A freak car crash, (involving a giant inflatable monkey) sends cartoonist Stu Miley (Brenden Fraser) into coma and into a nightmarish and bizarre between world called Downtown where coma patients must wait for their ticket back. There he meets an aspect of his twisted personality, a character he created called Monkeybone.
As Stu waits in limbo, back in the real world where his girlfriend (Bridget Fonda) waits for him to recover, his sister, Kimmy plans to pull the plug. Monkeybone and Stu discover her plans and try to escape back to the real world. But a double-cross nearly dooms Stu and his life altogether and sends Monkeybone on a crazy (and somewhat raunchy) escapade in the real world.
About the movie:
I found this movie somewhat painful to watch and was left wondering how anyone could think that something this bizarre and poorly written would do well in the theaters. (It didn't do that well).
As a movie, this one is pretty odd overall, and the script is below par at best. There are quite a few spots that could use more exposition, and the main characters definitely needed to be fleshed out more. None of them make you care a whit about what happens to them. Bridget Fonda is nice to look at, but she was totally luke-warm in her role as Stu's girlfriend (not that she had much to work with) and Brendan Fraser's character is so neurotic as to make you wonder why she'd even like him. Whoopi Goldberg has a cameo as Death, but her role is pretty much a yawner as well.
This is not to mention that there are some pretty gross things in this movie. Chris Kattan (who proves in this role that he is a fantastic physical comedian, something worth seeing, if only for his acting) running around as a reanimated dead guy with a broken neck was extremely entertaining, for his physical comedy, but the bit with the organs falling out onto people was in really bad taste and more than a little gross.
The end result of all of this is that you have a weak movie that subsists mainly on bodily function jokes and sexual gags for almost all of its humor, and of that, most of it is of the extremely low brow and immature sort. If you happen to like that sort of humor, great, but me, I got tired of being browbeaten with it by halfway through the movie.
The only thing semi redeeming about this movie was the sophisticated stop motion photography that was used in creating the Monkeybone character. It really is impressive to see what they pulled off, somewhat akin to the sort of stuff done in Who-Framed Roger Rabbit. It's a shame it was wasted in a movie that ended up being so painful to watch.
Neat special effects don't make a movie. Script, plot and acting do, and while Fraser and Kattan were decent in their parts, the rest was sorely lacking. Not the most painful movie I've seen, but it's lurking down there nearby.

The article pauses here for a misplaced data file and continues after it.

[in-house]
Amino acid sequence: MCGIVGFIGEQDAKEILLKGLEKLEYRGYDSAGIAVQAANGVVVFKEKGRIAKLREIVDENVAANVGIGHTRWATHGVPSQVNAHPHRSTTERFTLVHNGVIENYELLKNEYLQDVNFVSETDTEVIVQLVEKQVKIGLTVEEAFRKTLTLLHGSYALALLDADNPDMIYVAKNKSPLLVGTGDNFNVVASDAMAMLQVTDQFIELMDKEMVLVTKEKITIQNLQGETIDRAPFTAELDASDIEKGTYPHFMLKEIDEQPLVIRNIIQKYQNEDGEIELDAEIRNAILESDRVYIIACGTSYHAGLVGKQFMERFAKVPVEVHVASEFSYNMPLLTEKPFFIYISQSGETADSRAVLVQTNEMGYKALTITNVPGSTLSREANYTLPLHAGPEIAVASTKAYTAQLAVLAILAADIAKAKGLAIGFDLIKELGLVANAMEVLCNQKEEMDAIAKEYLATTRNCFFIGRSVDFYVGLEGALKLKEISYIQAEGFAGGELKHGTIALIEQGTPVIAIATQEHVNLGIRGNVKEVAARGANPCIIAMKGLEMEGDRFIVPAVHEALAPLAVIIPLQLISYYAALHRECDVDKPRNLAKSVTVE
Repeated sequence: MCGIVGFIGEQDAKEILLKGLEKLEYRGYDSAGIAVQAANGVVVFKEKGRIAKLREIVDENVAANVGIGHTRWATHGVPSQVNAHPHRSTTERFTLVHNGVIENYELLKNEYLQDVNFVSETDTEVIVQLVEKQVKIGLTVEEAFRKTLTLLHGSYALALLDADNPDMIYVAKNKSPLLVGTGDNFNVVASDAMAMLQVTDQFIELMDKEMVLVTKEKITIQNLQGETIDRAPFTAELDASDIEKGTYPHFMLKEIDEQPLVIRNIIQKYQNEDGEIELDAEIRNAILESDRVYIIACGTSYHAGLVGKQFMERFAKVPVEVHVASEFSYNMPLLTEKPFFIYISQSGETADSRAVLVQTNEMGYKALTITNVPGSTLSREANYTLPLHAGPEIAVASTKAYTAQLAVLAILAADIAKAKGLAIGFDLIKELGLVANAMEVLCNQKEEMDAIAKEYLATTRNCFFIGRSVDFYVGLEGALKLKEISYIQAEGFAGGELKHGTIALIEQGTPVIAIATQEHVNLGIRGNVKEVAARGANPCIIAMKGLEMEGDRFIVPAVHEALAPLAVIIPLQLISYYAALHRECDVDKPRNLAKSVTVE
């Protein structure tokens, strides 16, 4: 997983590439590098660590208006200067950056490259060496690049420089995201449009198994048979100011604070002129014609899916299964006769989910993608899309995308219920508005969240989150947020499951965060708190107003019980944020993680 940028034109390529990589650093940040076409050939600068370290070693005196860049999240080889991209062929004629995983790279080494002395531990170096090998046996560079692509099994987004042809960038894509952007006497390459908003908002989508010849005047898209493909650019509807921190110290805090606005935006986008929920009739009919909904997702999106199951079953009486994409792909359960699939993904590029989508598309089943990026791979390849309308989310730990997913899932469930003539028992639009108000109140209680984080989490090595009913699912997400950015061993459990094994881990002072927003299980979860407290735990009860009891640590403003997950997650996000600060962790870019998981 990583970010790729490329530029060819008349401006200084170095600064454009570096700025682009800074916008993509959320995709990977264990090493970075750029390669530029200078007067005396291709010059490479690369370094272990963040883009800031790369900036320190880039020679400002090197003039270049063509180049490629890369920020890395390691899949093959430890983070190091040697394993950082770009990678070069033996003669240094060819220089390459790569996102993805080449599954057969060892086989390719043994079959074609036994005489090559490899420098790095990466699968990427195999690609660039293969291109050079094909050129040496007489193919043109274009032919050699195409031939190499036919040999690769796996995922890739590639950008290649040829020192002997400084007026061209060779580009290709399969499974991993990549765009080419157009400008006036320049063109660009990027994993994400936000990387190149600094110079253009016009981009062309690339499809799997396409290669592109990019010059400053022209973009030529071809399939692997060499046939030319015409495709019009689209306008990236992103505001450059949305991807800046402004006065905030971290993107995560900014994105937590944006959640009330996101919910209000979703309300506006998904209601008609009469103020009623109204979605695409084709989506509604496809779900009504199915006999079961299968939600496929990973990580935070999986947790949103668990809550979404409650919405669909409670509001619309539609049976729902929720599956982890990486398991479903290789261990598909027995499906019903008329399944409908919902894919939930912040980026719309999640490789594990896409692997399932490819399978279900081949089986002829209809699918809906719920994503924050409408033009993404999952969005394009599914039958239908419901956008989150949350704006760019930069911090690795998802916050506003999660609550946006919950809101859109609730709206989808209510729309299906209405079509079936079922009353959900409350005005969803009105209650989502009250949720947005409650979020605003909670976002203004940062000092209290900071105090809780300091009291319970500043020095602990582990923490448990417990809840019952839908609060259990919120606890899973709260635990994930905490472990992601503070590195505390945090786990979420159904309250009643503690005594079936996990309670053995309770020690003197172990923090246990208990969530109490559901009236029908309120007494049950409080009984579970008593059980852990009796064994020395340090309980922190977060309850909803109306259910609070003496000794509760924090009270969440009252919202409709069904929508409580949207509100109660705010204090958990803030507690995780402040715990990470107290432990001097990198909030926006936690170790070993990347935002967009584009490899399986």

About the DVD:
Monkeybone comes in a standard hard case in 1.85:1 widescreen format with 5.1 Dolby digital sound. It contains English and French audio tracks and English and Spanish subtitles. The picture and sound are quite good.
The cover of this DVD release claims that it's the SPECIAL EDITION. Considering that there never was a regular DVD release of this movie, that label is a bit pretentious. Of course, it does make up for it by being loaded with extra goodies, not that the extra goodies make up for the movie itself.
Among the special features are, a director's commentary, 11 extended scenes, an alternate ending (both with optional director's commentary), 7 animation studies for scenes in the movie, a gallery of stills, and the obligatory theatrical trailers.
The director's commentary is interesting, as he talks about what it took to put the movie together, mostly from a production point of view. His commentary helps explain how certain scenes and shots were put together and the amount of work needed to make them solid and believable. Interestingly, near the end of the commentary, there seems to be a sense of consternation in his conversation as he subtly wondered in a roundabout way why his movie hadn't done better in the box office.
I'm not a film critic, but I probably could answer that one. It was just too off the wall, a little too weird and simply had humor that was too immature (and at one point, gross) for most audiences. I certainly would suggest previewing this before letting kids watch it.
Anyway, back to the point. While all these goodies on the DVD are nice, they really don't make up for the fact that the movie itself is so poor. 2 stars for a decent DVD release and a not so good movie.